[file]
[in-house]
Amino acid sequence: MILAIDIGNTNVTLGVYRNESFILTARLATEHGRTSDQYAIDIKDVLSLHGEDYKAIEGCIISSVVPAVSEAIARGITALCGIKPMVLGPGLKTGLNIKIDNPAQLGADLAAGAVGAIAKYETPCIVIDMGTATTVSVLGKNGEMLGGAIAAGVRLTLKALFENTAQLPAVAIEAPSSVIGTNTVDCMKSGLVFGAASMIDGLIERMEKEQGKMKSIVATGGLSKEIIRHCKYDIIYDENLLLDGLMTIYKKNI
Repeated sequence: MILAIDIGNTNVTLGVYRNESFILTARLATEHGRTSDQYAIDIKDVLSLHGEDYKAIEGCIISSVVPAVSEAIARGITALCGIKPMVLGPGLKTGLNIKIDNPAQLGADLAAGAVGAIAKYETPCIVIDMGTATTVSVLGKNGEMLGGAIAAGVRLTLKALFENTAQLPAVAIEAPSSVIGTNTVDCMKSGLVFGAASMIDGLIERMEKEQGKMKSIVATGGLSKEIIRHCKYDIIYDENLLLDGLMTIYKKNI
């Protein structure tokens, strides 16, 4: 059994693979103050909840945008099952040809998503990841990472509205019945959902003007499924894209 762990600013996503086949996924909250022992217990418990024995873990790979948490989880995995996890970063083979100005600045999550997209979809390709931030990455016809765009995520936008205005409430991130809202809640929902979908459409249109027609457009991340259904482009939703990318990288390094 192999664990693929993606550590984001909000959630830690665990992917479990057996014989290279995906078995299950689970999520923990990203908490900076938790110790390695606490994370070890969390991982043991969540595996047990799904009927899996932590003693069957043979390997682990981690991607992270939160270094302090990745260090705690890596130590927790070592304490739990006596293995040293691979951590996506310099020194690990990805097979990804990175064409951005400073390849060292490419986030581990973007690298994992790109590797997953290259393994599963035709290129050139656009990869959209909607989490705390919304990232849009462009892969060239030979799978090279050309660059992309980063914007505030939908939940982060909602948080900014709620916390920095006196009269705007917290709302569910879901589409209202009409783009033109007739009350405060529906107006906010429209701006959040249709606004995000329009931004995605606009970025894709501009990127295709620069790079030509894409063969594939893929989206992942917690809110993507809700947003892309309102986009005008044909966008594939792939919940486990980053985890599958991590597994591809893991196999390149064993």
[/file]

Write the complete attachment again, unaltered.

[in-house]
Amino acid sequence: MILAIDIGNTNVTLGVYRNESFILTARLATEHGRTSDQYAIDIKDVLSLHGEDYKAIEGCIISSVVPAVSEAIARGITALCGIKPMVLGPGLKTGLNIKIDNPAQLGADLAAGAVGAIAKYETPCIVIDMGTATTVSVLGKNGEMLGGAIAAGVRLTLKALFENTAQLPAVAIEAPSSVIGTNTVDCMKSGLVFGAASMIDGLIERMEKEQGKMKSIVATGGLSKEIIRHCKYDIIYDENLLLDGLMTIYKKNI
Repeated sequence: MILAIDIGNTNVTLGVYRNESFILTARLATEHGRTSDQYAIDIKDVLSLHGEDYKAIEGCIISSVVPAVSEAIARGITALCGIKPMVLGPGLKTGLNIKIDNPAQLGADLAAGAVGAIAKYETPCIVIDMGTATTVSVLGKNGEMLGGAIAAGVRLTLKALFENTAQLPAVAIEAPSSVIGTNTVDCMKSGLVFGAASMIDGLIERMEKEQGKMKSIVATGGLSKEIIRHCKYDIIYDENLLLDGLMTIYKKNI
């Protein structure tokens, strides 16, 4: 059994693979103050909840945008099952040809998503990841990472509205019945959902003007499924894209 762990600013996503086949996924909250022992217990418990024995873990790979948490989880995995996890970063083979100005600045999550997209979809390709931030990455016809765009995520936008205005409430991130809202809640929902979908459409249109027609457009991340259904482009939703990318990288390094 192999664990693929993606550590984001909000959630830690665990992917479990057996014989290279995906078995299950689970999520923990990203908490900076938790110790390695606490994370070890969390991982043991969540595996047990799904009927899996932590003693069957043979390997682990981690991607992270939160270094302090990745260090705690890596130590927790070592304490739990006596293995040293691979951590996506310099020194690990990805097979990804990175064409951005400073390849060292490419986030581990973007690298994992790109590797997953290259393994599963035709290129050139656009990869959209909607989490705390919304990232849009462009892969060239030979799978090279050309660059992309980063914007505030939908939940982060909602948080900014709620916390920095006196009269705007917290709302569910879901589409209202009409783009033109007739009350405060529906107006906010429209701006959040249709606004995000329009931004995605606009970025894709501009990127295709620069790079030509894409063969594939893929989206992942917690809110993507809700947003892309309102986009005008044909966008594939792939919940486990980053985890599958991590597994591809893991196999390149064993």